Why Cuba's half-century embargo won't be lifted overnight
Cuba is unlikely to unconditionally adjust the structure of its government to meet U.S. requirements for lifting the embargo on the island.
The Cuban government will try to engage the United States in talks, promising to make incremental change in exchange for removing some or all of the sanctions.
If oil prices creep upward, Cuba's energy imports may put greater pressure on its finances, potentially forcing it to seek some relief by negotiating a quicker end to the embargo.
Reggie Thompson, Stratfor
Whether Cuba will soon undergo an economic revolution depends more on politics in Washington than in Havana. After all, the only thing standing in the way of unrestricted trade between the world's largest economy and the island nation just 145 kilometers (90 miles) south of it is an embargo that rests on U.S. law. But after U.S. voters in November choose a new president, and perhaps change the makeup of the Senate and House of Representatives, the U.S. Congress could begin discussing the embargo's end.
Lifting the long-standing sanctions against Cuba will be easier said than done, though, especially given the lingering controversy over Havana's thawing relations with Washington. Even if the next U.S. president were willing to begin restoring trade ties between the two countries, there is little to suggest that a post-embargo Cuban government would look much different from the one in power today — a problem that will no doubt create headaches for whoever wins the U.S. election.
Settling for Slower Progress
Nevertheless, the topic of lifting the 1960 trade embargo will be up for debate during the next U.S. presidency. Cuban President Raul Castro is scheduled to transfer power to his successor (most likely civilian politician Miguel Diaz-Canel) in 2018. In doing so, Cuba will meet one of the United States' preconditions for lifting the embargo: having an administration without a Castro in it.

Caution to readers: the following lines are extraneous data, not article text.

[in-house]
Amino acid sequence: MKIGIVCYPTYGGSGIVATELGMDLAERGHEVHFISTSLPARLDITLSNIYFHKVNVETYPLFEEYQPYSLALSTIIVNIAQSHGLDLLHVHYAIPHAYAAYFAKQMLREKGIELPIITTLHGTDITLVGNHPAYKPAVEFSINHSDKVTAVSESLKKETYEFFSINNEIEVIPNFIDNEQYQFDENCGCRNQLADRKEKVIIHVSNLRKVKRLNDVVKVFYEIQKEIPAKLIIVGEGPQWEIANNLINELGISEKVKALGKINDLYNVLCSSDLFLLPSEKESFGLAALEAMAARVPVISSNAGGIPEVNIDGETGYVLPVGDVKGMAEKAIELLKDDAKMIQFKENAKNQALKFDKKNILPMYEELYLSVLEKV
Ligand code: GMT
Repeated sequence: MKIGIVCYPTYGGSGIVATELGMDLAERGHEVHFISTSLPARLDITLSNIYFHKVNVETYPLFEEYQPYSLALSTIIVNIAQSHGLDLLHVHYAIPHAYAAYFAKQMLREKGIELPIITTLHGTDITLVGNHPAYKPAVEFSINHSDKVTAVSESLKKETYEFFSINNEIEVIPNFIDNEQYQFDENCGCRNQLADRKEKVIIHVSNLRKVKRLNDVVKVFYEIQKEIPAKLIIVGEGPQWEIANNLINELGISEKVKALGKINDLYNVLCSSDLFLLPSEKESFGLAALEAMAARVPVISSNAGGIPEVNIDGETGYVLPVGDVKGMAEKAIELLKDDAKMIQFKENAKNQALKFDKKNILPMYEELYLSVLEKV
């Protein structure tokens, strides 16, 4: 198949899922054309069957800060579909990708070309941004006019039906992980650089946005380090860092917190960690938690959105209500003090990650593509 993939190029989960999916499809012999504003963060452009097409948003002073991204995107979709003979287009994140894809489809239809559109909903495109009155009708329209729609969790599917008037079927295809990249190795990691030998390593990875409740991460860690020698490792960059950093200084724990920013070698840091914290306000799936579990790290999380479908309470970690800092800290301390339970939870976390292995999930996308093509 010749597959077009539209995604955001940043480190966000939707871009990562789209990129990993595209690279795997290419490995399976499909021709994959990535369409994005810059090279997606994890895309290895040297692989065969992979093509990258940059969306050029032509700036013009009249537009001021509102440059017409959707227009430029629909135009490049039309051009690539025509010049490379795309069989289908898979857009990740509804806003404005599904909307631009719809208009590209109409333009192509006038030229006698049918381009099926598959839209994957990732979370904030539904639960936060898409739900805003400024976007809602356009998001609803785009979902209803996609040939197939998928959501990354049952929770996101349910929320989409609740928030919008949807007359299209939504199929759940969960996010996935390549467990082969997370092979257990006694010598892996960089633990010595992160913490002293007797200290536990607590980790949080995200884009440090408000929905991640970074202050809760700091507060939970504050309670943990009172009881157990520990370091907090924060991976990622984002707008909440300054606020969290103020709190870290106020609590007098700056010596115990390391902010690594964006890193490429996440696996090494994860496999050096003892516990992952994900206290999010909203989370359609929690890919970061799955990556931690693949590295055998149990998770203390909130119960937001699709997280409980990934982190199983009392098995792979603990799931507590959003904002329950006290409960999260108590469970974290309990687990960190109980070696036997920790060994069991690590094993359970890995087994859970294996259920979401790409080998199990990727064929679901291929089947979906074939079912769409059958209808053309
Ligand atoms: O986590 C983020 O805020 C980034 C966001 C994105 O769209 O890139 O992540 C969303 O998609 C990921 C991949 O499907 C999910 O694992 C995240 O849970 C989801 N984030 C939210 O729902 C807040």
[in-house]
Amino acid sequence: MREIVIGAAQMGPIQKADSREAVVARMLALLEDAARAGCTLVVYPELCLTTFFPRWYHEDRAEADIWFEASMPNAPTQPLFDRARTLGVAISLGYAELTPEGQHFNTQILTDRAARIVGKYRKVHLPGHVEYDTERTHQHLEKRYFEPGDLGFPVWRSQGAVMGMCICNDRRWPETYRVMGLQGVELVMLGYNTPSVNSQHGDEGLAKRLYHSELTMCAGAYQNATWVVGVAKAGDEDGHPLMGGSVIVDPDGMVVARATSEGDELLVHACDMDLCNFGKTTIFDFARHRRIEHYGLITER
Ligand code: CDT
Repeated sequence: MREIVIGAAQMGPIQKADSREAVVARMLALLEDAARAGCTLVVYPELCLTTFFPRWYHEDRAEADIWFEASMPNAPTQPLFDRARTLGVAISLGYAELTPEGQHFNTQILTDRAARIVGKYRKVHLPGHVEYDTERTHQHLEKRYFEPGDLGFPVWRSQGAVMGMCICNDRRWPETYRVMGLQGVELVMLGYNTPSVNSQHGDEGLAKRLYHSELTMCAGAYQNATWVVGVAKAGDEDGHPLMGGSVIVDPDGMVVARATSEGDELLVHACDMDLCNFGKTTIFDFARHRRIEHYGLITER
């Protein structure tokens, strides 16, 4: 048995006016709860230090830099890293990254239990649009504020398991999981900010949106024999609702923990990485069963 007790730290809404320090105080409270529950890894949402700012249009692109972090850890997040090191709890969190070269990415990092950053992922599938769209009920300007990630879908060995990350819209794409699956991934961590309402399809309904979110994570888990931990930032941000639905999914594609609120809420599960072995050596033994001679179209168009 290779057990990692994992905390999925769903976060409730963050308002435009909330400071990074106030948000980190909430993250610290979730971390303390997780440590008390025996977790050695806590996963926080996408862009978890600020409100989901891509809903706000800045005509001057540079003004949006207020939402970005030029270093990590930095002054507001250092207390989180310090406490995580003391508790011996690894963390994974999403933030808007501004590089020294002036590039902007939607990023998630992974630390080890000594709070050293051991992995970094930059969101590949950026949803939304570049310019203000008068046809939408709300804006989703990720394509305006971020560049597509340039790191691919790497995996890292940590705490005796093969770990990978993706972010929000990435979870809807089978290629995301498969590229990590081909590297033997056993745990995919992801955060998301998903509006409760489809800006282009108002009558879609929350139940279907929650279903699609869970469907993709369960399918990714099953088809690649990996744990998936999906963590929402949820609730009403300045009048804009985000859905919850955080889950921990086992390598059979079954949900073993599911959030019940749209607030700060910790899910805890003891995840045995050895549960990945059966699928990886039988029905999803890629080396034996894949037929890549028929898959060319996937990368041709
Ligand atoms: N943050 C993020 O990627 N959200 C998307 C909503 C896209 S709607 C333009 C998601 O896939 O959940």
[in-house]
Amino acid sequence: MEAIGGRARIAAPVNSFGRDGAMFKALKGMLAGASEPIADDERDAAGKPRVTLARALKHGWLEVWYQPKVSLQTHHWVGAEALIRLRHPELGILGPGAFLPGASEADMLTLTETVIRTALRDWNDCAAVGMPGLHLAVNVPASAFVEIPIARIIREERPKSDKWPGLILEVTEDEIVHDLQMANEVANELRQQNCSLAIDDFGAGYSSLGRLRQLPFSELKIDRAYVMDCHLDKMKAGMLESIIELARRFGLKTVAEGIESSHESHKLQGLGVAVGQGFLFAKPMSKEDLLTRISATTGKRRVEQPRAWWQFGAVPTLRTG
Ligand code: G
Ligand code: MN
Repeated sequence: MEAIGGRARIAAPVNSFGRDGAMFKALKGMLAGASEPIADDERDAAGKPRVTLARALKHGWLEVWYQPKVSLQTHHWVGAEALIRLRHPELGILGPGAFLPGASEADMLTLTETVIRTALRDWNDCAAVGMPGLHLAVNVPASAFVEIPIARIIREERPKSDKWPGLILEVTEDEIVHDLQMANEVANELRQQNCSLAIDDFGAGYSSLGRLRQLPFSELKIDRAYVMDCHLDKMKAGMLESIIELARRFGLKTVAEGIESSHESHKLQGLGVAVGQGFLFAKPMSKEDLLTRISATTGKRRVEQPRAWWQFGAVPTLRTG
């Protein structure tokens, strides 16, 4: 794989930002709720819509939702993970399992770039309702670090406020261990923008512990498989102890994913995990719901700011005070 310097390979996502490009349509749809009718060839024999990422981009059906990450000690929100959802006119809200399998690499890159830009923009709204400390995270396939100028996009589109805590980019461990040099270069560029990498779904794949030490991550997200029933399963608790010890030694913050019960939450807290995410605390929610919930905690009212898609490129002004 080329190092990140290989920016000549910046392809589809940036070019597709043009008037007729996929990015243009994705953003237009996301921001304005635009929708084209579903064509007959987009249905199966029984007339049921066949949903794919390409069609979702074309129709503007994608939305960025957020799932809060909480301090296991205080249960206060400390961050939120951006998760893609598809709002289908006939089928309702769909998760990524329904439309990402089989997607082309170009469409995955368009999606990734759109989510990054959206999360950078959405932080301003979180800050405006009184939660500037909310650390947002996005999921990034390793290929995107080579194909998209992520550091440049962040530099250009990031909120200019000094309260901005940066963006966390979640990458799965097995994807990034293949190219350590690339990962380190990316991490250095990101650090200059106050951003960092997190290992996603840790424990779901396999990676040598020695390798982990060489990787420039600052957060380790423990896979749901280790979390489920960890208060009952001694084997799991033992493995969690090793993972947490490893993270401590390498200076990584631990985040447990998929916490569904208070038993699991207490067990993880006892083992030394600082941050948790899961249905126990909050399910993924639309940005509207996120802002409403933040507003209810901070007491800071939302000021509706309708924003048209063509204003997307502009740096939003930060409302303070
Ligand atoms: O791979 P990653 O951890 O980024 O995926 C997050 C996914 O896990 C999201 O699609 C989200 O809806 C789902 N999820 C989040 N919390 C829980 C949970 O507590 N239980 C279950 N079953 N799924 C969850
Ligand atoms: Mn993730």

But even with Castro's departure, the structure of the Cuban government is unlikely to change enough to comply with the Cuban Liberty and Democratic Solidarity Act, one of the most important pieces of U.S. law presently upholding the embargo. The law, also known as the Helms-Burton Act, stipulates that U.S. recognition of the Cuban government would require the disbandment of several Cuban intelligence and security institutions, the establishment of an independent judiciary and competitive elections. Yet it is unlikely that any Cuban administration — even one in financial straits as dire as the Diaz-Canel government would be — would agree to such a massive overhaul in exchange for the embargo's end. Cuba's reluctance can largely be explained by the fact that many of the officials in its current government rose to power under Fidel Castro and will continue to serve after his brother is replaced in 2018. The government the Castro brothers erected during their five-decade rule is civilian in name only and is heavily underpinned by the political and economic backing of the Cuban armed forces.
Instead of fully complying with the Helms-Burton Act, Havana will probably try to negotiate with Washington, vowing to make some adjustments to its political structure in exchange for partial sanctions relief. But such relief could be found only if Congress agreed to repeal most — if not all — of the act in question. Until the bulk of the embargo is lifted, any gains Cuba will see from its warming relationship with the United States will be confined primarily to the tourism industry, where loosened travel restrictions will allow for higher revenues. (Cuba's tourism sector raked in some $2 billion in revenue in 2015.)
Timing Is Everything
That said, Cuba may not be able to weather the embargo for much longer. The government's coffers are draining quickly, thanks to a steady decline in subsidized Venezuelan shipments of crude oil and refined fuels. This year, such shipments to Cuba have dropped from an average of 100,000 barrels per day in 2012 to less than 55,000 bpd, and Havana has had to make up the difference with funds from its own pocket and with austerity measures aimed at reducing domestic energy consumption. So far, low oil prices have somewhat cushioned the blow. But as oil prices creep back up, pressure will rise on Havana to seek economic relief by removing the embargo unless tourism revenue increases enough to close its budgetary gap.
Politicians in both Cuba and the United States want to see the embargo lifted during the next U.S. presidency. But whether their calls yield a substantive discussion — let alone the vote in both houses of Congress required to repeal the legislation holding the embargo in place — will depend on the level of resistance seen among U.S. lawmakers. Several U.S. politicians, including members of the Senate and House foreign affairs committees, hold substantial sway over the debate's progress in Congress and, by extension, over the future of Cuba's economy.
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